Answer: Although we know that smoking triples the risk of having this condition, the population of sufferers is quite small. However, it is very important to see what happens in those who have mild elevations in white blood cell counts. As a general population, smokers have 25% higher white blood cells compared to non-smokers, and it is very important to see what happens in those who quit smoking by the use of electronic cigarettes. We should test the hypothesis that white blood cells (and C-reactive protein levels) might fall in this group.
PLB: So would you say that this higher cell count for smokers predisposes them or makes them more vulnerable to something worth being concerned about?
Answer: Higher white blood cell count means that there may be an ongoing inflammatory process. However, for most of smokers, white blood cell counts remain within normal limits therefore it cannot be widely used as a marker for elevated risk. In our patient, the levels were significantly higher than normal, to a level that could be interpreted as a marker of inflammation and elevated risk. For someone who has levels similar to our patient’s, our study has shown that it should alert him to quit smoking, and the daily use of electronic cigarette will not hinder any beneficial effect derived from smoking cessation.
PLB: As you conclude yourself, switching to vaping alleviates this condition. It seems that there is yet another reason to switch to vaping.
Answer: I can say with confidence that this patient had a huge, pragmatic and evident benefit from smoking cessation. And electronic cigarette was the only method that allowed him to succeed. Taking into consideration the limitations inherent to a single case-report, I think that we should observe and study the whole spectrum of diseases caused by smoking and evaluate the effects of electronic cigarettes on these conditions. And we should open the discussion of what we can and must do for the majority of smokers that cannot quit with currently approved methods.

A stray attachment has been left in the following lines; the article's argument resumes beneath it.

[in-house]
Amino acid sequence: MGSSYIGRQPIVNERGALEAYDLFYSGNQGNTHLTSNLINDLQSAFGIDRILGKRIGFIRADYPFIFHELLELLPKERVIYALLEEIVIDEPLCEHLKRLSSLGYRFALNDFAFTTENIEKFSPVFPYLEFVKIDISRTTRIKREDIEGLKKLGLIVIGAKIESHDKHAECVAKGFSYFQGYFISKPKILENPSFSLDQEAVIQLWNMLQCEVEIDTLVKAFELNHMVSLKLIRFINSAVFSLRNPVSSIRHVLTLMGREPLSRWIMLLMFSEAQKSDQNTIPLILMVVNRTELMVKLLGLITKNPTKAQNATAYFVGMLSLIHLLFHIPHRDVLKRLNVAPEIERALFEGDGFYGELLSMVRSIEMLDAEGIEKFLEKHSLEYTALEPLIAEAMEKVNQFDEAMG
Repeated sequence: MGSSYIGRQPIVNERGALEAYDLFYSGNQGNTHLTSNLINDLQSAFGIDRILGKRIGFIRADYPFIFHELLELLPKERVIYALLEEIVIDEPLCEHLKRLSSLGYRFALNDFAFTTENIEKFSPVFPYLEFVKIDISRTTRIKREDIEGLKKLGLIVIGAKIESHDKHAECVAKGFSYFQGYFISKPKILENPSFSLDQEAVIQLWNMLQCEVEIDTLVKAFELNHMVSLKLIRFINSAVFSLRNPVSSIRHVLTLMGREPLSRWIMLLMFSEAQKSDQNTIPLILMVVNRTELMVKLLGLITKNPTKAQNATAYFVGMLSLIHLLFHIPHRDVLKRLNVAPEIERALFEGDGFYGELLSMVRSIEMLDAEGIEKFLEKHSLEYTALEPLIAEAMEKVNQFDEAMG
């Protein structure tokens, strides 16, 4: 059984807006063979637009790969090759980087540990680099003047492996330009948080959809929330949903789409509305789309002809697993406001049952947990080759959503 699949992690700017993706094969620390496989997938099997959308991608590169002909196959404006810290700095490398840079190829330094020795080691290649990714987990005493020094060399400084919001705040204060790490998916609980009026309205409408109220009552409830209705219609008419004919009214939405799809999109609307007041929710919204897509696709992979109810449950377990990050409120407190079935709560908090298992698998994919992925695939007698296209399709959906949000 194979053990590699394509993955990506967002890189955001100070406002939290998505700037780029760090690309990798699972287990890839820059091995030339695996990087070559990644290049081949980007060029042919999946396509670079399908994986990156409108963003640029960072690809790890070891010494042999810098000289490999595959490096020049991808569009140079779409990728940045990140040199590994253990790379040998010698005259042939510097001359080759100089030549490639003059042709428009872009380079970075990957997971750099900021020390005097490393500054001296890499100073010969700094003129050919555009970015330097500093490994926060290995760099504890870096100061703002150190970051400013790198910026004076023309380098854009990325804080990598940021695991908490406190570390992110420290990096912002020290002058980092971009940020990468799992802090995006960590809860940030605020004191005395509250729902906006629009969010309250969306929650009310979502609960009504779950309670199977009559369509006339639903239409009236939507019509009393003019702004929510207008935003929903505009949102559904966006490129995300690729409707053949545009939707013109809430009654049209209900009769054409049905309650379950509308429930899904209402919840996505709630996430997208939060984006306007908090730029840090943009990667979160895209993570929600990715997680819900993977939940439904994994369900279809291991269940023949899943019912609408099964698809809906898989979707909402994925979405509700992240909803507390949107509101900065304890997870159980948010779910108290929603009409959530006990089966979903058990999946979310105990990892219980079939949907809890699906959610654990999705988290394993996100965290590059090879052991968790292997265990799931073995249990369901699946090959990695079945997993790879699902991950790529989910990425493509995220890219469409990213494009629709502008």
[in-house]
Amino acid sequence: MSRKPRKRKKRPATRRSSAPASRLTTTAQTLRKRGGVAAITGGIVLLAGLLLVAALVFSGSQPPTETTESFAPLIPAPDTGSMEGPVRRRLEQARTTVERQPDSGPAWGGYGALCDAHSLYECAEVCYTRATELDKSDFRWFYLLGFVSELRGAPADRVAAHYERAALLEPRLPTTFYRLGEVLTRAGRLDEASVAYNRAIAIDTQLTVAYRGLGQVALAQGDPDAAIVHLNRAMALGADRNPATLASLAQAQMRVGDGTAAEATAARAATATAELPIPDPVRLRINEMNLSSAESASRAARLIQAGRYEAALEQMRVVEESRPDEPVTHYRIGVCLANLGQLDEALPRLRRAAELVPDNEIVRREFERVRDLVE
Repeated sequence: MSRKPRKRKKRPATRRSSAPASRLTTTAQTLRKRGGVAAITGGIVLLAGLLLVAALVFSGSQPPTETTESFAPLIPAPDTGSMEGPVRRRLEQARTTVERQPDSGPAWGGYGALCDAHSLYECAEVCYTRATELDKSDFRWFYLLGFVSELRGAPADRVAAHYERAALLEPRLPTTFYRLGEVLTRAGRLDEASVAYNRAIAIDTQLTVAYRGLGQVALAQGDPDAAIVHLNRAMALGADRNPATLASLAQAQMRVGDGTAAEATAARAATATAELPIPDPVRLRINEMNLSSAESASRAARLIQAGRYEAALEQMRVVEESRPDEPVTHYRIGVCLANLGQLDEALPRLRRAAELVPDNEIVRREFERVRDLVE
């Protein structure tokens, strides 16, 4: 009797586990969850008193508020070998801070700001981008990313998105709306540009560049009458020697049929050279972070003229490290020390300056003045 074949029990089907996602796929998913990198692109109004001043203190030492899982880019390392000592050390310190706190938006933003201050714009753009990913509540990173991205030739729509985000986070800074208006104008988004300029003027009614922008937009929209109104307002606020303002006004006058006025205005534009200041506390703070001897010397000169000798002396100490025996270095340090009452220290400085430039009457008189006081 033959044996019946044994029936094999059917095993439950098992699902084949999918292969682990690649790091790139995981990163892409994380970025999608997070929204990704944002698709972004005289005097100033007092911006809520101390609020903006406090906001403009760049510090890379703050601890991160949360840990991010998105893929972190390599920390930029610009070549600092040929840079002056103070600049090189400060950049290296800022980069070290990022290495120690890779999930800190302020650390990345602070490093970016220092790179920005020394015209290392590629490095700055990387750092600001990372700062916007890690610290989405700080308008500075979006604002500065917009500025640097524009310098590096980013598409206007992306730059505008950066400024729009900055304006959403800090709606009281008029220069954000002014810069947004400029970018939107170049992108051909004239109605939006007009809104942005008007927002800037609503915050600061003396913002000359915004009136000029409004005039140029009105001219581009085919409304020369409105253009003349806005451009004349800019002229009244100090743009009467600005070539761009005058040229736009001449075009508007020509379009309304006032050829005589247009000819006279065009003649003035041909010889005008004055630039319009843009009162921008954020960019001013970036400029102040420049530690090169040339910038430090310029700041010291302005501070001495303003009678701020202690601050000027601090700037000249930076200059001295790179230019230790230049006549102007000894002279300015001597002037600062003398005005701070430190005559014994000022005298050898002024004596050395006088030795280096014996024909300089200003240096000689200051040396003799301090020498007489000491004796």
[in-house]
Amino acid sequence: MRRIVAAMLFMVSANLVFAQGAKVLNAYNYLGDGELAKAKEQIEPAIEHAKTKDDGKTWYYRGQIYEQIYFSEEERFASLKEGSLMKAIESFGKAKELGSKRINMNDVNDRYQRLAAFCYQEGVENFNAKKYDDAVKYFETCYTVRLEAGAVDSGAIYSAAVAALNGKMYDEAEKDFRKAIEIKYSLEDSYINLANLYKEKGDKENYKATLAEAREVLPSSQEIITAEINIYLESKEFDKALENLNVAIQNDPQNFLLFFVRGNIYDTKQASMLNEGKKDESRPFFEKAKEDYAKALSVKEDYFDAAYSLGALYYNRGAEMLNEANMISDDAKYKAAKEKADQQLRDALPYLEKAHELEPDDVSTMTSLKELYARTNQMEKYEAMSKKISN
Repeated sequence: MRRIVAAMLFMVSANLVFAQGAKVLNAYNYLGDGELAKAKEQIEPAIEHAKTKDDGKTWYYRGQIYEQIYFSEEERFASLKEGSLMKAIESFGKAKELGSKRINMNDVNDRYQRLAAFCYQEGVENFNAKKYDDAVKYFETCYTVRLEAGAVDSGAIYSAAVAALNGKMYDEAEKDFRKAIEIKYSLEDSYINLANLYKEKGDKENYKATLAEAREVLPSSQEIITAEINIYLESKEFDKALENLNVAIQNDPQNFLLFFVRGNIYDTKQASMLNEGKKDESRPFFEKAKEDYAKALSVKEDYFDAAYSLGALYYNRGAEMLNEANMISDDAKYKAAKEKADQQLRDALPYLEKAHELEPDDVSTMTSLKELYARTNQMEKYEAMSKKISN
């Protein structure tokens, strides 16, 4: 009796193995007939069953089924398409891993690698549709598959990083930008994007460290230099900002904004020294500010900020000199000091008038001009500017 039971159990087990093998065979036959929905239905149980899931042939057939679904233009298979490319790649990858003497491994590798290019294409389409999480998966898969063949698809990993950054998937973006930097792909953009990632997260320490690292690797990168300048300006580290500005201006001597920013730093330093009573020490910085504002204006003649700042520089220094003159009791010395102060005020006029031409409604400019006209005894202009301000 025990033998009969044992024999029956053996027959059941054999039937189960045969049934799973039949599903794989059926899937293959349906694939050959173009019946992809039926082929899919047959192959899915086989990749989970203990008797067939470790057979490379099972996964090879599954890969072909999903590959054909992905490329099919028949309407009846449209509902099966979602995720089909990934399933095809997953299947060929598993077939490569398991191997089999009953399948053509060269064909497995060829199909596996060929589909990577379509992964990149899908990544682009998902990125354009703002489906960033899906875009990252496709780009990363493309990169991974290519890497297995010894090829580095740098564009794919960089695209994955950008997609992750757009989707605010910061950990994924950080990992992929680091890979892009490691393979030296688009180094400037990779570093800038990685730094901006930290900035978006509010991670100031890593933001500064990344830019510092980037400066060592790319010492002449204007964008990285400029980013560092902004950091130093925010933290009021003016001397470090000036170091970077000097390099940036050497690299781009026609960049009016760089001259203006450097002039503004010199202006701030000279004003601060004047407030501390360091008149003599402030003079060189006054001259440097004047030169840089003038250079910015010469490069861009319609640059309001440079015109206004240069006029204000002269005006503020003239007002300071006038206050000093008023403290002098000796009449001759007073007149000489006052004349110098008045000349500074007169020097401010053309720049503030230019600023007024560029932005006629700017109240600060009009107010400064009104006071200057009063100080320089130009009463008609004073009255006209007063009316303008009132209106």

PLB: Now onto what might be more exciting news for anybody interested in learning more about vaping and health effects, you are on the brink of launching a very large international internet survey of vapers.
Answer: Yes. It will take the form of a questionnaire of 60 questions translated to English, Greek, Italian, German, French and Spanish. It has been prepared over the past 6 months by me, my colleague Dr Giorgio Romagna from Italy and colleagues from the Onassis Cardiac Surgery Centre. Our goal is to have a participation of over 10,000 people, and why not get close to 20,000. This will be by far the biggest survey ever performed on electronic cigarette use. Our goal is to publish all results to medical journals. The questionnaire was designed based on our personal experience and contact with several electronic cigarette users that have participated in our research projects. We will address all major aspects of electronic cigarette use, including data on dependence relative to smoking dependence, common misinformation spread by those against e-cigarettes and many other aspects. We think (and hope) that it will have a major impact on the public health community and authorities.
We ask everyone’s help considering participation (we will release all questionnaires to Survey Monkey) so that we will reach our goal of 10,000+ participants.